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Getting started with debugging in Godot


By: François Bélair - August 17, 2020

Is your code full of print() calls like this?

func get_file_data(filepath):
	var file = File.new()
	var error = file.open(filepath, File.READ)

	print(error) # 1...
	var line_length = file.get_32()
	print(line_length) # 2...
	# ...

Wouldn’t it be great if you could pause your game anytime and inspect your values in context?

In this guide, you’ll learn how, using Godot’s debugger.

Accessing the debugger

You can open the debugger in two ways:

  1. By inserting breakpoints in your code in the script editor.
  2. By clicking on Debugger in the bottom panel.

The debugger tab in the lower panel


A breakpoint tells the client running the code to ask the debugger to pause the program’s execution and report to the programmer. In Godot, when you test your game, and the compiler reaches a breakpoint, the game pauses. At this point, the debugger panel displays some information. It tells you on which line the breakpoint happened, shows you a stack trace, and fills with information about the game’s current state.

To set breakpoints, open the script you want to debug, navigate to the line you want to break at, click in the left margin. You can press the F9 shortcut key instead. A red square represents the breakpoint. Click or press F9 again to remove it.

Function with breakpoints

With breakpoints set, once you run your game, it executes until it reaches the line of code. The execution stops right before the line with the breakpoint. The script editor highlights the line and displays a little green arrow above the red square.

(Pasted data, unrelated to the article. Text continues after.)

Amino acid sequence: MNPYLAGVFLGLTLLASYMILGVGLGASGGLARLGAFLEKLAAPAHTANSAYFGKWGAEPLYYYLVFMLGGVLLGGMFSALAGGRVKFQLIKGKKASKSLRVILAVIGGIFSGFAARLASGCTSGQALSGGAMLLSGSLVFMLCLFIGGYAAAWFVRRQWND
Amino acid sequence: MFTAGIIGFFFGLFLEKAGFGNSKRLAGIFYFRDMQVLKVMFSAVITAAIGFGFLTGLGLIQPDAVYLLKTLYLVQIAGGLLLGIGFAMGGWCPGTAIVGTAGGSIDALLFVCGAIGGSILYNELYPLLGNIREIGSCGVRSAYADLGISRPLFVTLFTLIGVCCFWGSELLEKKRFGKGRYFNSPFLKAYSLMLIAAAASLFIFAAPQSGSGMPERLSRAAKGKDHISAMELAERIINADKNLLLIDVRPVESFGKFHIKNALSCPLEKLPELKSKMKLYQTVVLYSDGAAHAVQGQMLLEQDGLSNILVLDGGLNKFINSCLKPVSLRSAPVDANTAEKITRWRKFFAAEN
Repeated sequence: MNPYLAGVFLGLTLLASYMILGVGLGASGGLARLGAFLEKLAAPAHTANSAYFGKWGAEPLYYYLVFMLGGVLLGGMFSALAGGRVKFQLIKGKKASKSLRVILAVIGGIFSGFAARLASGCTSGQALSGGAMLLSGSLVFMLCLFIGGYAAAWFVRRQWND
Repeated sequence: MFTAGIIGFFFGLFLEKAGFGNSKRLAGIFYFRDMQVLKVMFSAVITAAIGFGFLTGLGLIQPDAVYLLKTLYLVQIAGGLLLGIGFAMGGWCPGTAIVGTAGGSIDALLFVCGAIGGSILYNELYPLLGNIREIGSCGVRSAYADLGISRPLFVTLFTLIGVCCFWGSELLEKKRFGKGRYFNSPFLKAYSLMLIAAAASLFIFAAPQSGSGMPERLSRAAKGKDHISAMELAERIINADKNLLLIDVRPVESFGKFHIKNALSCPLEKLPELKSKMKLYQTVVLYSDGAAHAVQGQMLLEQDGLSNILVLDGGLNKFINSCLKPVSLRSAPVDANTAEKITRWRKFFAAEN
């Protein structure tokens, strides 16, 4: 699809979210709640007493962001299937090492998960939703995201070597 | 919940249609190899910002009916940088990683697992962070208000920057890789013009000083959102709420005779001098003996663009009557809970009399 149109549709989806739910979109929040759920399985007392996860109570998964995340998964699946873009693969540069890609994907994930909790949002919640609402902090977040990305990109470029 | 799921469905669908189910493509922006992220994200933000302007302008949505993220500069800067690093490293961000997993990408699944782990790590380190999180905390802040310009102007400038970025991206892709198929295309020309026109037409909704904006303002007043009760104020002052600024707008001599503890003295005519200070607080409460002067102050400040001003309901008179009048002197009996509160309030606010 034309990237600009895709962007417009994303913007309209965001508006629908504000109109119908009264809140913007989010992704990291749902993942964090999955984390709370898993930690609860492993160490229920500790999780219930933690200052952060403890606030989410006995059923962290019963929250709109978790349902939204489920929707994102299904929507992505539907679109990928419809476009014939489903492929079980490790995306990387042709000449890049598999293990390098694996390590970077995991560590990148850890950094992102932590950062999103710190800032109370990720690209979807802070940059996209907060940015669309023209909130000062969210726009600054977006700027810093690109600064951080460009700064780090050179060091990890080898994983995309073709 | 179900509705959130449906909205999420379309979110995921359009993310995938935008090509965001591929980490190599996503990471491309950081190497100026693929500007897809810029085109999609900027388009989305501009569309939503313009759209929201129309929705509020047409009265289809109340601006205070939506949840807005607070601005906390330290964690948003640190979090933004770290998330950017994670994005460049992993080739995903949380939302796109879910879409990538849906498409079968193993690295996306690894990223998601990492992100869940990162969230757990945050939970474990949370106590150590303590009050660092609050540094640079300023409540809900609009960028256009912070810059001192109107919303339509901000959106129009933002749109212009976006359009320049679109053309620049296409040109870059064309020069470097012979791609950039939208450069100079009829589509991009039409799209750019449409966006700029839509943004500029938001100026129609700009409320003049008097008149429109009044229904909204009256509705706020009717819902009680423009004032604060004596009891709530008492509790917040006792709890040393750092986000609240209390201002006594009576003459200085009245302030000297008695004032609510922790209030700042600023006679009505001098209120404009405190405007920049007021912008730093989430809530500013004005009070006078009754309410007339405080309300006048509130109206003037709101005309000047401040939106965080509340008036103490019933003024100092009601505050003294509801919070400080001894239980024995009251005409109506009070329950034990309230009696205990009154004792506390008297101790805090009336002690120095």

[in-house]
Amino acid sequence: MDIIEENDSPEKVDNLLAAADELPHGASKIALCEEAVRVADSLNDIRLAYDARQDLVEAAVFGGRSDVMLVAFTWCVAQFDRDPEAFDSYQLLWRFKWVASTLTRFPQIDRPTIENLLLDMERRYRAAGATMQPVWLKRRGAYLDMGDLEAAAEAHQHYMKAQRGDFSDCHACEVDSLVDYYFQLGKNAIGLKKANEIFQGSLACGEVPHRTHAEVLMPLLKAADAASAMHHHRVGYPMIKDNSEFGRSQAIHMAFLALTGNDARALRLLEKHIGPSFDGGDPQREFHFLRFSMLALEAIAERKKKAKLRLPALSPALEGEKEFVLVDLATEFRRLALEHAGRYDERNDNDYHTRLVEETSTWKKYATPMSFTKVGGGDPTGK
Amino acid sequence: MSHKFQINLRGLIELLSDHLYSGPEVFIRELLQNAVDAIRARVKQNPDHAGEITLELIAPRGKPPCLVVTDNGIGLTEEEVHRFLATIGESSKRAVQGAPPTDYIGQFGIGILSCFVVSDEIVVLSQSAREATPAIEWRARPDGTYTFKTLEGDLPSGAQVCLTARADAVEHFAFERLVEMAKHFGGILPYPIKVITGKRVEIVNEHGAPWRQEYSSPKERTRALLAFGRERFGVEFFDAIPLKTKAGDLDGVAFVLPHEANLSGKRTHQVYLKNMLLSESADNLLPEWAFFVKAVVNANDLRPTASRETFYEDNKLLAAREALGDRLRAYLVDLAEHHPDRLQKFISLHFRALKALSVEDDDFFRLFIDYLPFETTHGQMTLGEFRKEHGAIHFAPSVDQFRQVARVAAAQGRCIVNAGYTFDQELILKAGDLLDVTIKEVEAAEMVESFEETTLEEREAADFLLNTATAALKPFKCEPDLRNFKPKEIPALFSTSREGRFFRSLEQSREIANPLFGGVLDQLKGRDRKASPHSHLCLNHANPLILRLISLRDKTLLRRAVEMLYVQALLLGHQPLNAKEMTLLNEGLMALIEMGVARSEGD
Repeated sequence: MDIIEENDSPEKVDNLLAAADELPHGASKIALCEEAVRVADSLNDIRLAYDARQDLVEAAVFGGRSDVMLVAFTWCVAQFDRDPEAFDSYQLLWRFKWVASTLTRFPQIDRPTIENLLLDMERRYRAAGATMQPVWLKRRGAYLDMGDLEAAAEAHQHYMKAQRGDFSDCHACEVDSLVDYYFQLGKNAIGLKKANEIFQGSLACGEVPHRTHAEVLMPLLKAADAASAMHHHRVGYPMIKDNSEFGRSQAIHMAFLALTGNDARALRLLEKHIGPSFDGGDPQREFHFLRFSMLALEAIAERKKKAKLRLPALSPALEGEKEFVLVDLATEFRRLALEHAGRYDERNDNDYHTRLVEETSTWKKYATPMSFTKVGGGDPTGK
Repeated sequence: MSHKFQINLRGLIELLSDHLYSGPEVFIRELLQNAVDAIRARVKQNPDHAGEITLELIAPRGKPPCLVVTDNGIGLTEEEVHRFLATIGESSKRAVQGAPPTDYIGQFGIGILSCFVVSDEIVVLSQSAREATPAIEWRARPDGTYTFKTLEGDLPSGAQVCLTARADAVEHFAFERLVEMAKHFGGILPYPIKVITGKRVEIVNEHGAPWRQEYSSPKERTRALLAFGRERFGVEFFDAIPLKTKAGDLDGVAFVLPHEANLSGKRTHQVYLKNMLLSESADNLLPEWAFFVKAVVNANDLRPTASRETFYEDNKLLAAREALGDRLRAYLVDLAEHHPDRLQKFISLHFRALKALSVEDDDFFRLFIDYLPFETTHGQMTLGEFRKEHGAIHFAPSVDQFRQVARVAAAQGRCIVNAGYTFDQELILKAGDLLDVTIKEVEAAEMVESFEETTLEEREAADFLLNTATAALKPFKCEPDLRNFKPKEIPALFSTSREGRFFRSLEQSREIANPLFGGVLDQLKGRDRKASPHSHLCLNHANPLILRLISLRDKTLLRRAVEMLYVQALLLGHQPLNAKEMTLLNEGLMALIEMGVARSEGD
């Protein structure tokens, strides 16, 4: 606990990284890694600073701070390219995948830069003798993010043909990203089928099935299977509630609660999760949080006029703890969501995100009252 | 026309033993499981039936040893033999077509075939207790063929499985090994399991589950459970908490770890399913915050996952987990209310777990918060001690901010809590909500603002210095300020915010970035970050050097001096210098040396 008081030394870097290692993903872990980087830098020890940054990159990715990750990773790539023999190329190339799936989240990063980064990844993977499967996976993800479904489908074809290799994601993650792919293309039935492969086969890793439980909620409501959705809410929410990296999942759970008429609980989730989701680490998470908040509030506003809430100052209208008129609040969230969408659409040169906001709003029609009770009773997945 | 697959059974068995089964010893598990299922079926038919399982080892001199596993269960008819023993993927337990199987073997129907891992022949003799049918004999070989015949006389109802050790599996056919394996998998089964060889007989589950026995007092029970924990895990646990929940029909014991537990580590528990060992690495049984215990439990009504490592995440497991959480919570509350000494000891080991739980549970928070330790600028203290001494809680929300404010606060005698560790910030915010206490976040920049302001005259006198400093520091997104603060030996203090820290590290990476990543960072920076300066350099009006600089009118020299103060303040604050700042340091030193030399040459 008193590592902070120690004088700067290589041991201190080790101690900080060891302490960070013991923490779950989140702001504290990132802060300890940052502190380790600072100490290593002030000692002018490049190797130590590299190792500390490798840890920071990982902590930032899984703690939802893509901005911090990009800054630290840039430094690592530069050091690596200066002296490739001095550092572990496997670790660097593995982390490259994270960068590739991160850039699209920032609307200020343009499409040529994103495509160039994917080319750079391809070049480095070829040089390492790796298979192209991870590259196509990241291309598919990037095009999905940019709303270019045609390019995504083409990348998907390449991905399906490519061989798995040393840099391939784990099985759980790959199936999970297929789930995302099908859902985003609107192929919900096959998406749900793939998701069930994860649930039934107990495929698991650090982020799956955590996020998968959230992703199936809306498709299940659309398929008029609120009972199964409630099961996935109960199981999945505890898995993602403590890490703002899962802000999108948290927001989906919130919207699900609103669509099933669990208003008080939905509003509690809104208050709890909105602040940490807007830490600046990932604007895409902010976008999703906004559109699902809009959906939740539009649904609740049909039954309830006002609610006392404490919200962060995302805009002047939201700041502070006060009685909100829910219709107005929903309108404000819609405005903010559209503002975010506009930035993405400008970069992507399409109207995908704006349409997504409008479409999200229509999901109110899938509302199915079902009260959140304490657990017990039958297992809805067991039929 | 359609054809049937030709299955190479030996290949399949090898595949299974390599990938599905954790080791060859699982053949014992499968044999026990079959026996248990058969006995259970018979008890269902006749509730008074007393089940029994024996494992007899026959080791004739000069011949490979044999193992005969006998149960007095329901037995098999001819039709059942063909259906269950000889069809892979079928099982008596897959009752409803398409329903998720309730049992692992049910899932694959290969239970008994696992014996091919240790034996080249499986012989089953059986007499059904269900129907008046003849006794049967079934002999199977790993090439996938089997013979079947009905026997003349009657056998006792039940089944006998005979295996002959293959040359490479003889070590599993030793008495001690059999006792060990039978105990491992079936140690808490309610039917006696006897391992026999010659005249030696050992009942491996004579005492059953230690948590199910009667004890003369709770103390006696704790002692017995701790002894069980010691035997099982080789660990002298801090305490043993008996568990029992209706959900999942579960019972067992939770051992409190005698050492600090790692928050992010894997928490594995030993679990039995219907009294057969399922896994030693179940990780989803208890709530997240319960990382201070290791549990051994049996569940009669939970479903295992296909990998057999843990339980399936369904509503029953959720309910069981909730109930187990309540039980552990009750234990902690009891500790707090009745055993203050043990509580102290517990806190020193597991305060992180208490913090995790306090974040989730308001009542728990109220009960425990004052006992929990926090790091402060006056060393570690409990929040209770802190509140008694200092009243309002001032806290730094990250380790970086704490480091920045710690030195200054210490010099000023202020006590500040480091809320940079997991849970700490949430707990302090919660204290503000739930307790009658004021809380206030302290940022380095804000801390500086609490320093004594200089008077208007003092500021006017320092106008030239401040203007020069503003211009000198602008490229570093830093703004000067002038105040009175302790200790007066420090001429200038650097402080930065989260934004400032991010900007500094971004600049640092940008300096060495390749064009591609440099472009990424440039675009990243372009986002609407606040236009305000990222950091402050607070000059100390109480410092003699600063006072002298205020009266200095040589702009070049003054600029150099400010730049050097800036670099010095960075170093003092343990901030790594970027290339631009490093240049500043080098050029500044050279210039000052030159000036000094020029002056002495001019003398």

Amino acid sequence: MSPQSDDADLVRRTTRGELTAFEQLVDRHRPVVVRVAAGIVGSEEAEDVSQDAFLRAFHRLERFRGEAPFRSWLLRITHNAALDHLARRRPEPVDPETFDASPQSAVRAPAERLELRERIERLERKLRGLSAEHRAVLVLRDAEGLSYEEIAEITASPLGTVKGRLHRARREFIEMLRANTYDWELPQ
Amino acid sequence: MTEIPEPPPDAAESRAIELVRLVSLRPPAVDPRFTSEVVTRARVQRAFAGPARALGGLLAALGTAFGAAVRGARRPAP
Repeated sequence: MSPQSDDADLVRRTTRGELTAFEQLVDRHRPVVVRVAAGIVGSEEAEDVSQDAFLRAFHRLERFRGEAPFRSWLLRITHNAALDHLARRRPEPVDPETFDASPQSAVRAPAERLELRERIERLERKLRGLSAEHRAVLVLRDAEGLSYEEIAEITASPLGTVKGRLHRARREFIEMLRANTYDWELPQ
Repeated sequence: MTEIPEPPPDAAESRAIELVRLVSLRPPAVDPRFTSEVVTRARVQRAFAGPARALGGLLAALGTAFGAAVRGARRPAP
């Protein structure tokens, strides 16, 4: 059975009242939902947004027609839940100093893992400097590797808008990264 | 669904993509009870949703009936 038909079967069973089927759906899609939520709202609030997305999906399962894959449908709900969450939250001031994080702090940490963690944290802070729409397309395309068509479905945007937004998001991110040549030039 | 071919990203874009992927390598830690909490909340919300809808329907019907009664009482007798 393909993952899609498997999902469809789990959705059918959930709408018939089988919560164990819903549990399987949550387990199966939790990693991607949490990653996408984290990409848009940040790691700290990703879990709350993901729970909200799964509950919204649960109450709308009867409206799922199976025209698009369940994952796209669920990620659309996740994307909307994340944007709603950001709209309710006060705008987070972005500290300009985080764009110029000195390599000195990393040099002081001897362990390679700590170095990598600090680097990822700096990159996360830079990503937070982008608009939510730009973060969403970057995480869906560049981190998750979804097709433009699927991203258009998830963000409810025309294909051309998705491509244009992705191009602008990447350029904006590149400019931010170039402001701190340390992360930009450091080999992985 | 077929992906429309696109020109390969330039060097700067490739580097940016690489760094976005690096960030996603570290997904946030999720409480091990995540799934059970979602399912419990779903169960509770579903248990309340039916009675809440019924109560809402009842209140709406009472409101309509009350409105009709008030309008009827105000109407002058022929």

Program paused on line

If you hover any variable you set before the breakpoint, a popup shows you its current value.

View variable values with mouse cursor

The ability to hover variables close to the breakpoint is nice, but you can get much more information from the Debugger panel.

The Debugger tab

In the top left of the Debugger tab, Godot lists why the program paused. If your code runs into an error, it shows the error text instead. For example, Division by Zero in operator '/'. When reaching a breakpoint or manually pausing execution, it displays Breakpoint instead.

The debugger during program pause

Below the red text, you can find the Stack Frames, also named the call stack. When the program pauses, it lists the lines of code that led to the current function. The function in which it paused is at the top. Its callers follow, stacking on top of each other, hence the name.

The compiler traces back to the initial caller and stops when it can’t dig any further. In Godot’s case, this happens when the C++ engine called the function. In the screenshot below, it’s the built-in _physics_process.

The callstack

If you click on any element in the list, you can see the execution state of each of those function calls. It is useful when you want to know why you got certain parameters or which conditional block or for loop called the function.

In the bottom right, you can find the list of all variables the debugger can see in the current call stack frame and their values. Clicking on a different line in the Stack Frames switches those variables to the corresponding stack frame.

The variables panel

The variables area is split into three categories: locals, members, and globals.

  • Locals are the variables defined in the current function.
  • Members are variables that are part of the current class or classes it extends.
  • Globals are variables accessible through Autolads, nodes that are accessible globally in the project.

Godot does not put variables from its built-in classes, like Node or Object, in this panel, so it doesn’t become crowded. But you can view those variables using the inspector.

Godot lists complex objects, like references to other Nodes, in the variables panel as buttons with the name Object ID: ####. The ID is an internal number the engine assigns objects to keep track of them.